The complete Latin Vulgate as written by St. Jeromes
The Douay-Rheims English translation in parallel w/ original commentary
The entire King James Version in parallel for an alternative semantic translation
one thing you can never find—anywhere in the Protestant Old Testament, from front to back, from Genesis to Malachi—is someone being tortured and refusing to accept release for the sake of a better resurrection. If you want to find that, you have to look in the Catholic Old Testament—in the deuterocanonical books Martin Luther cut out of his Bible.(hebrews 11)
The story is found in 2 Maccabees 7, where we read that during the Maccabean persecution
The group of Jews which met at Javneh became the dominant group for later Jewish history, and today most Jews accept the canon of Javneh. However, some Jews, such as those from Ethiopia, follow a different canon which is identical to the Catholic Old Testament and includes the seven deuterocanonical books (cf. Encyclopedia Judaica, vol. 6, p. 1147).
Needless to say, the Church disregarded the results of Javneh. First, a Jewish council after the time of Christ is not binding on the followers of Christ. Second, Javneh rejected precisely those documents which are foundational for the Christian Church—the Gospels and the other documents of the New Testament. Third, by rejecting the deuterocanonicals, Javneh rejected books which had been used by Jesus and the apostles and which were in the edition of the Bible that the apostles used in everyday life—the Septuagint
Many people ask why the Bible used by the Roman Catholic church has more books in it than the typical Protestant Bible. These “apocryphal” or “deuterocanonical” books are Baruch, Ecclesiasticus (also known as Sirach), Judith, I and II Maccabees, Tobit, Wisdom of Solomon, and additional chapters of Daniel and Esther. The most religiously important of the books are Ecclesiasticus and the Wisdom of Solomon, while the most historically important is 1st Maccabees.
These books appear in the Bible as used by the Roman Catholic, Eastern Orthodox, and Armenian and Ethiopian Oriental Orthodox churches. There are also a few other books (I & II Esdras, The Letter of Jeremiah, Prayer of Azariah, Susanna, Bel and the Dragon, and Prayer of Manasseh) which are frequently lumped in with the apocrypha.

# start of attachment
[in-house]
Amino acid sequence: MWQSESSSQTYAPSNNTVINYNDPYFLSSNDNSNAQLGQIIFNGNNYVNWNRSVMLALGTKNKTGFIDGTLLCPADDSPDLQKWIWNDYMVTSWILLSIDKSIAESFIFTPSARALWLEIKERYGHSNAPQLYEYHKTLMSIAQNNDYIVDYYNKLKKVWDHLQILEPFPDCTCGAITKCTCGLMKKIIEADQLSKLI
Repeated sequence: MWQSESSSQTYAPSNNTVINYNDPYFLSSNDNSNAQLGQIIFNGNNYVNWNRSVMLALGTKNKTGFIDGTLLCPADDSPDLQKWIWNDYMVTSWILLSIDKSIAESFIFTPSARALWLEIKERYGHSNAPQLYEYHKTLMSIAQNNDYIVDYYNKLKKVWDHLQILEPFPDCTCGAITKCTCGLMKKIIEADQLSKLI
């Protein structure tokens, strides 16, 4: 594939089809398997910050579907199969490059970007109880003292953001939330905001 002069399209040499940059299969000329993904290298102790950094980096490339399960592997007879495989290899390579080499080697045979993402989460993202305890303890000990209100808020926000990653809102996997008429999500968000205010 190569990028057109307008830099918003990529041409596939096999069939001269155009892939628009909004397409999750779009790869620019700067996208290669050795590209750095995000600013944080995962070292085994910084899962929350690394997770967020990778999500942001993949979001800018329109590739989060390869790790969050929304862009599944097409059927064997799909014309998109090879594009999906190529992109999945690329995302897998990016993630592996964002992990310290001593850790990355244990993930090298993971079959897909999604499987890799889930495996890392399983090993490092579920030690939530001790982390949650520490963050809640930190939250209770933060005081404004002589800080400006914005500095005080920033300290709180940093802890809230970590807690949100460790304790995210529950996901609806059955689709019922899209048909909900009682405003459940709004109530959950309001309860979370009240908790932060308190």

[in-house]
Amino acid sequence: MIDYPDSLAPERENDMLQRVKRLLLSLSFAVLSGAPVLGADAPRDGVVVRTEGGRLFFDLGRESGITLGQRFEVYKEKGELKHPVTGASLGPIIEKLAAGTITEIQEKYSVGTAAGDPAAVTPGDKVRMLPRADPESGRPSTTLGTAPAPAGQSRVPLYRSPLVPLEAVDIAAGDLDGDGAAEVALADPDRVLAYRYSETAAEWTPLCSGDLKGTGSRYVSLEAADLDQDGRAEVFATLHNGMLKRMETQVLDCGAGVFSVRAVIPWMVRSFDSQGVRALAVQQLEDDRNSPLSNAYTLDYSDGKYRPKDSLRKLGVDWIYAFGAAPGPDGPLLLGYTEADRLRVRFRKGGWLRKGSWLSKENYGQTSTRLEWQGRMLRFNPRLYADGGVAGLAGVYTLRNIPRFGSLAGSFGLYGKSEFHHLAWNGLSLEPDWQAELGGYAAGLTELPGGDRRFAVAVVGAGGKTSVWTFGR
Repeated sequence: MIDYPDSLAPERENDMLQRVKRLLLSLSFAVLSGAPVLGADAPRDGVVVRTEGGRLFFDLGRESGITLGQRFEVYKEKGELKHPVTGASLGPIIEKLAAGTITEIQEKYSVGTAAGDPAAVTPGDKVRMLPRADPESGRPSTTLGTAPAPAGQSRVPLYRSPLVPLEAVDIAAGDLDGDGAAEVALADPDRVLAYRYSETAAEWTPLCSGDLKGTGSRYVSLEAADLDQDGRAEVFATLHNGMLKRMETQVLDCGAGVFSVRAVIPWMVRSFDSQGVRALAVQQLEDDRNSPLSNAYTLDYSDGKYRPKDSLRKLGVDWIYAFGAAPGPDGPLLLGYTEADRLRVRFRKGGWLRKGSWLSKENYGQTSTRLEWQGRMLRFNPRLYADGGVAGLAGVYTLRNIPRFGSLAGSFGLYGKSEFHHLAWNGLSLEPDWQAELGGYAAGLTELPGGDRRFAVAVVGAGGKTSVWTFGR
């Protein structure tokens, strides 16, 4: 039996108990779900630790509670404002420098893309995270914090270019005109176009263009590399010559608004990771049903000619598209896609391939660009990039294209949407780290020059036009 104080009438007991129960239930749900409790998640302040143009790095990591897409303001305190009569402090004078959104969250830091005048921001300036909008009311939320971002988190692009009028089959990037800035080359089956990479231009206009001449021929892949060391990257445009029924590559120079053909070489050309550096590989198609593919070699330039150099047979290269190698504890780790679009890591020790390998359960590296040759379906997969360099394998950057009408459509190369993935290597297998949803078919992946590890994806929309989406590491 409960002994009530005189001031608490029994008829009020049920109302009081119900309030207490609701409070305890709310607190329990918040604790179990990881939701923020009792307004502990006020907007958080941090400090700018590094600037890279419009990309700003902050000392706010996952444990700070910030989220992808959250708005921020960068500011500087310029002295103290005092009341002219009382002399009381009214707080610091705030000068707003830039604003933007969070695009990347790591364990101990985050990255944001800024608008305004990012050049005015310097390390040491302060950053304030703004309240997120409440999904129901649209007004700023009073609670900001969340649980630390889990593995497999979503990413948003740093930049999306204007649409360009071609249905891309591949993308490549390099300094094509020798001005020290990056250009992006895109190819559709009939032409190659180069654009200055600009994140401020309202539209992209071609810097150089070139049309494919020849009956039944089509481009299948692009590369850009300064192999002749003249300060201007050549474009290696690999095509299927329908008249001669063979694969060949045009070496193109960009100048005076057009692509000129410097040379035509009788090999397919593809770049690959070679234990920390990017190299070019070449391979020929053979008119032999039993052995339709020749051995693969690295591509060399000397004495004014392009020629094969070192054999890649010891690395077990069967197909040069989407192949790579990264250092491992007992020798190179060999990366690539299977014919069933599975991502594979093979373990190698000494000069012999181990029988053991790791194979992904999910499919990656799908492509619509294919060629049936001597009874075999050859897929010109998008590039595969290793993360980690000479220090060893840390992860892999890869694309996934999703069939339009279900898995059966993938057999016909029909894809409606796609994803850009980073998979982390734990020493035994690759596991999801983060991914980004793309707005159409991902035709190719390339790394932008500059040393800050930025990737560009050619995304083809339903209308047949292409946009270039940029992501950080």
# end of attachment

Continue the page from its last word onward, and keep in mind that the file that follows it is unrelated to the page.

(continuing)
The early church was founded by Hellenistic Jews; naturally, they used the Septuagint. There are passages in the gospels and epistles where Jesus and Paul quote from the Septuagint: 300 of 350 quotations from the Old Testament in the New Testament are from the Septuagint. So while the Jews may have settled on the Palestinian canon by the early first century, the Christian church did not.
In the second century Bc, Jewish scholars in Alexandria, Egypt, had translated the Hebrew Scriptures into Greek. Tradition had it that this translation was the work of 70 (or 72) scholars, and accordingly the result was known as the Septuagint (often written as LXX). The LXX contains six or more books (there is some leeway here) not found in the standard Hebrew text, known as the Masoretic Text (or Mt),
The New Testament writers, except for Matthew, when they are quoting the Old Testament, usually quote from the LXX. The differences in readings between the Mt and the LXX were formerly explained by assuming that the LXX translators were sometimes not very good translators. However, very ancient Hebrew manuscripts of the Bible, recently found at Qumran and elsewhere, often agree with the LXX against the Mt. Accordingly, it is now generally supposed that the LXX is a fairly accurate translation of Hebrew manuscripts available at the time, and that sometimes the manuscripts that the LXX translators worked from differed from the manuscripts that became the basis for the standardised Hebrew text that we know today
The Translation of the Old Testament, Including the Apocrypha